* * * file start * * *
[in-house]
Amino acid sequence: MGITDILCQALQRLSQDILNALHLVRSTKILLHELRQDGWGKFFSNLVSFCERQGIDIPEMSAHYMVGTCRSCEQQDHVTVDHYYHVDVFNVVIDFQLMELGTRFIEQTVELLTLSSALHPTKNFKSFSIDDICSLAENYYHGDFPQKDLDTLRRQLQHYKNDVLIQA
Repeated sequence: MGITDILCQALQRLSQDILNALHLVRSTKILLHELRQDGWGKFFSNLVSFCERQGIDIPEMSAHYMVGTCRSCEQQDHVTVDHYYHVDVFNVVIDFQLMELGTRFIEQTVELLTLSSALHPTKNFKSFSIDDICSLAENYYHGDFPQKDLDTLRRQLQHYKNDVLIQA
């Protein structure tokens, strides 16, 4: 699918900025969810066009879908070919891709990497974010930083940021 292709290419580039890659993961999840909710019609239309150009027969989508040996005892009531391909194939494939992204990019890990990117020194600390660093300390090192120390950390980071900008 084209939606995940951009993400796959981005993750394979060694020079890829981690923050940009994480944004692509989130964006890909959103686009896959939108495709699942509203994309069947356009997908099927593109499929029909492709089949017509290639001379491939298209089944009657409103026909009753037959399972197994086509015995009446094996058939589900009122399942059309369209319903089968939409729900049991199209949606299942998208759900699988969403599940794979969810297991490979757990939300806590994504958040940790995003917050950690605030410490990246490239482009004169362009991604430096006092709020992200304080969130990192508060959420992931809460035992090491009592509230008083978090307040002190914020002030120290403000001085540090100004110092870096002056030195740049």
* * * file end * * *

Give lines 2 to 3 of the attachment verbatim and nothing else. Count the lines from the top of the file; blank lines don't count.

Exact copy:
Amino acid sequence: MGITDILCQALQRLSQDILNALHLVRSTKILLHELRQDGWGKFFSNLVSFCERQGIDIPEMSAHYMVGTCRSCEQQDHVTVDHYYHVDVFNVVIDFQLMELGTRFIEQTVELLTLSSALHPTKNFKSFSIDDICSLAENYYHGDFPQKDLDTLRRQLQHYKNDVLIQA
Repeated sequence: MGITDILCQALQRLSQDILNALHLVRSTKILLHELRQDGWGKFFSNLVSFCERQGIDIPEMSAHYMVGTCRSCEQQDHVTVDHYYHVDVFNVVIDFQLMELGTRFIEQTVELLTLSSALHPTKNFKSFSIDDICSLAENYYHGDFPQKDLDTLRRQLQHYKNDVLIQA